How does this help you speed up the content review process? Because content that fits seamlessly into your client’s brand image will get approved far faster than content that tells the client you have no idea who they are.
If your client doesn’t have an official branding guide, they almost definitely have an unofficial one. Take note, over time, of their common edits and turn them into your own style book to reference when writing for that client.
5. Build Trust with a Stellar First Asset
First impressions matter, and content is no exception. I can’t tell you how many times I’ve been brought into “salvage” situations where a client is about to quit over their content, only to be confused at how little I find wrong with that content.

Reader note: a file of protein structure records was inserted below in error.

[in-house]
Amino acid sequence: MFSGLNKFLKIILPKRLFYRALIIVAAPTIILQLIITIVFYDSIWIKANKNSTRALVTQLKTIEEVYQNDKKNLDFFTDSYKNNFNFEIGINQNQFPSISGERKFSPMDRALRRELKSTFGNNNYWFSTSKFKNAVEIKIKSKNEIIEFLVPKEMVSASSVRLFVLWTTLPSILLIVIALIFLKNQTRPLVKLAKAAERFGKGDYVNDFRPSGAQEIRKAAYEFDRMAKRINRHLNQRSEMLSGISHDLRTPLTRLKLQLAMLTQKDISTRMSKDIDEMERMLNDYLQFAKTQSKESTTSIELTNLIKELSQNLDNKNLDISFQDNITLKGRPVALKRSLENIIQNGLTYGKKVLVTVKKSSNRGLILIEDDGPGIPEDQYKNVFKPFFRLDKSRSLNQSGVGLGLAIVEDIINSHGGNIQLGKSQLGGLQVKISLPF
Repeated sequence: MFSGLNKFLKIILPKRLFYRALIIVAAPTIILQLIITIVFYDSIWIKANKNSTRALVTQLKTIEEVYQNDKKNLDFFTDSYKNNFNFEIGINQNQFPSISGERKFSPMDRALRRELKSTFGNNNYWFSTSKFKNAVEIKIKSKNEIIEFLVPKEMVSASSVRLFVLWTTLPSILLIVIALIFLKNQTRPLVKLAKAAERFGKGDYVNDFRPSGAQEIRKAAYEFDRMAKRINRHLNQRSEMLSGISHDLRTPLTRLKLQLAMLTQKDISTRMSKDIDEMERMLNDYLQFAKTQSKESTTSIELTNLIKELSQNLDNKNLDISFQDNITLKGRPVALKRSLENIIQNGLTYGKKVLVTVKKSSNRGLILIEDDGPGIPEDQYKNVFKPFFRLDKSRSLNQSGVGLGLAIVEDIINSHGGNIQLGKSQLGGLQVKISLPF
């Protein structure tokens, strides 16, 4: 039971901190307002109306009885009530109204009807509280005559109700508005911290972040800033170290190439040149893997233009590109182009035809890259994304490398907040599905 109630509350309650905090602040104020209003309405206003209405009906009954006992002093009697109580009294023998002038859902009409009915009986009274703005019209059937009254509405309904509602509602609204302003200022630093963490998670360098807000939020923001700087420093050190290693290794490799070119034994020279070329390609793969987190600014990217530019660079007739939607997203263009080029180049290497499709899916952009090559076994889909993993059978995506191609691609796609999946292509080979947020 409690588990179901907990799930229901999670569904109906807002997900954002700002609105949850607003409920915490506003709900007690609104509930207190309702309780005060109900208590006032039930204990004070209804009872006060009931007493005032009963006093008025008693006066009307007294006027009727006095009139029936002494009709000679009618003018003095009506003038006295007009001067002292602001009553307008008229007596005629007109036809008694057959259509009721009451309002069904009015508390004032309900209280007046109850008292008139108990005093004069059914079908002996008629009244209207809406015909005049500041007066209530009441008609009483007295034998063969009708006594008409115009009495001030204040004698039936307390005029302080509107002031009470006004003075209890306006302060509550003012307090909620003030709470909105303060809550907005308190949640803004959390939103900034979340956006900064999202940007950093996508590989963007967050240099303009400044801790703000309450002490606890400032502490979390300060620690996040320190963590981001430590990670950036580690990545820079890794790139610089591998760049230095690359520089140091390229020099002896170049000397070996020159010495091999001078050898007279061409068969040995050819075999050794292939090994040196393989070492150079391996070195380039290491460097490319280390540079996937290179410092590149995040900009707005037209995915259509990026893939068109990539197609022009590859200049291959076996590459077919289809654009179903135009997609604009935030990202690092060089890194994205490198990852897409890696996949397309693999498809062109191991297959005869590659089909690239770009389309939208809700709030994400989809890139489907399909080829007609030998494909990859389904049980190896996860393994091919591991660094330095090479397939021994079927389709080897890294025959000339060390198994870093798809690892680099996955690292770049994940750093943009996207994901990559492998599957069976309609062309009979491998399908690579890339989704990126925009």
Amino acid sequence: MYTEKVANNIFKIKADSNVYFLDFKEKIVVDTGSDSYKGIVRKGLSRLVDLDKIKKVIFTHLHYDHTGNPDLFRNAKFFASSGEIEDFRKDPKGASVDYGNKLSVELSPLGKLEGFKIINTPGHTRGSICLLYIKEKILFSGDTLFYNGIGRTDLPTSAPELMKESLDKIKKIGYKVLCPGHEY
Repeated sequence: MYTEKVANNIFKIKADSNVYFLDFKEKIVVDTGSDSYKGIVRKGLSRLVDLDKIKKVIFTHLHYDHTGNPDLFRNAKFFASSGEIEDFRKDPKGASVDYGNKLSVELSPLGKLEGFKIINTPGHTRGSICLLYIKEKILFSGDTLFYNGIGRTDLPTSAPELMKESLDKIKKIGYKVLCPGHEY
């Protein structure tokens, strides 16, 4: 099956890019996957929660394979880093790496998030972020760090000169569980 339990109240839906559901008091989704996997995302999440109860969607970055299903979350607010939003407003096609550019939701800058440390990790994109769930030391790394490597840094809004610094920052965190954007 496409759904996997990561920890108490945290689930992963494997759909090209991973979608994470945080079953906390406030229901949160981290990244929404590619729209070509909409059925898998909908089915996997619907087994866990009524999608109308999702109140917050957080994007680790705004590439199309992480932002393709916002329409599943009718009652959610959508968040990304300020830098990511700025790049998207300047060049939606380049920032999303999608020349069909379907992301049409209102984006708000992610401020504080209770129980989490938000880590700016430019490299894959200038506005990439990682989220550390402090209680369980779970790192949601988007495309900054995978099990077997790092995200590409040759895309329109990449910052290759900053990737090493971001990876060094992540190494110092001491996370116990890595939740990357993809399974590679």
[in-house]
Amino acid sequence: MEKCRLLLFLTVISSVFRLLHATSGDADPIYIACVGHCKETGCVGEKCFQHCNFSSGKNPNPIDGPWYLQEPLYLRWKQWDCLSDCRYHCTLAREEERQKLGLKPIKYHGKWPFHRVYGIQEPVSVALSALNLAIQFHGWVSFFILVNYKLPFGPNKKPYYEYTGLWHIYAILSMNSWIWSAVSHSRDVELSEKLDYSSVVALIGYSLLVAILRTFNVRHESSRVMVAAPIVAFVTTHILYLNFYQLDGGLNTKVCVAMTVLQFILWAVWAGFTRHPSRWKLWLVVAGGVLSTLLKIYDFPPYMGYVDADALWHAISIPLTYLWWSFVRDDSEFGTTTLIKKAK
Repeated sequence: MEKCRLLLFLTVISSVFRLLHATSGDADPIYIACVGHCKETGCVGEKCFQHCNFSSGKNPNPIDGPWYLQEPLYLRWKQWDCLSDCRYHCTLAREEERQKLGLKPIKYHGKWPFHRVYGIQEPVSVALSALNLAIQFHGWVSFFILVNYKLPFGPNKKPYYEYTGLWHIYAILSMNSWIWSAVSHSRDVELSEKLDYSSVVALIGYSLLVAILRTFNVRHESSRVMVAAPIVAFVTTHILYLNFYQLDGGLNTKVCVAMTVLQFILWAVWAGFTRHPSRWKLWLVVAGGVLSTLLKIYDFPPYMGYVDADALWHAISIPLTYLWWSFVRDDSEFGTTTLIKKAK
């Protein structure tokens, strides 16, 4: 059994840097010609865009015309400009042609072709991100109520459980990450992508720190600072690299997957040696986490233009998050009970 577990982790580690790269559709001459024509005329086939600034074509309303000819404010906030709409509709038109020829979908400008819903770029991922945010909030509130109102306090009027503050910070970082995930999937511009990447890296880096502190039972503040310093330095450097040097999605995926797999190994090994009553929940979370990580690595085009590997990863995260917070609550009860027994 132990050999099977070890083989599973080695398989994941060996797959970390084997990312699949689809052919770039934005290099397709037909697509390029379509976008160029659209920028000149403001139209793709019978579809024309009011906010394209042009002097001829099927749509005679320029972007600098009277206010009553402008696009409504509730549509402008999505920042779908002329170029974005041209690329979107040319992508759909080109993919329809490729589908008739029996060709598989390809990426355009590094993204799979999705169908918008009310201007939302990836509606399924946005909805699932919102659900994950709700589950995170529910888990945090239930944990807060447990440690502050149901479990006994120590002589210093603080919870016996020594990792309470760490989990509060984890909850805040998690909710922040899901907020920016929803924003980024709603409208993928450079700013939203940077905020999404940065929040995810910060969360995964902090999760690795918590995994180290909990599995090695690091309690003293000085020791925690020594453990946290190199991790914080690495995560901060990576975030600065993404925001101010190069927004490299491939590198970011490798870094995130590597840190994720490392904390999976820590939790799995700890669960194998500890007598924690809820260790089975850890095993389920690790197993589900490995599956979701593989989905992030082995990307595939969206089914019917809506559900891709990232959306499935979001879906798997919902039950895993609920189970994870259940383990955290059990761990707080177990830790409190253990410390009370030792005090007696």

After some digging, I almost always find out that one fatal flaw in the beginning caused the client to totally lose faith in that writer. At that point, the client can only see the mistakes, and might even be hunting for them because they’ve been put on the defensive.
While you should carefully craft every asset, the first is undoubtedly the most critical. I would spend at least 80% of your time researching and 20 percent developing the content for the first asset.
Obviously, you’ll want to avoid spelling and grammar mistakes. However, it’s often the subjective, not technically “wrong” things that can cause a client to dislike your content, so watch out for and avoid:
Misrepresenting their brand.
Conveying the wrong tone or message.
Showing a misunderstanding of their industry or audience.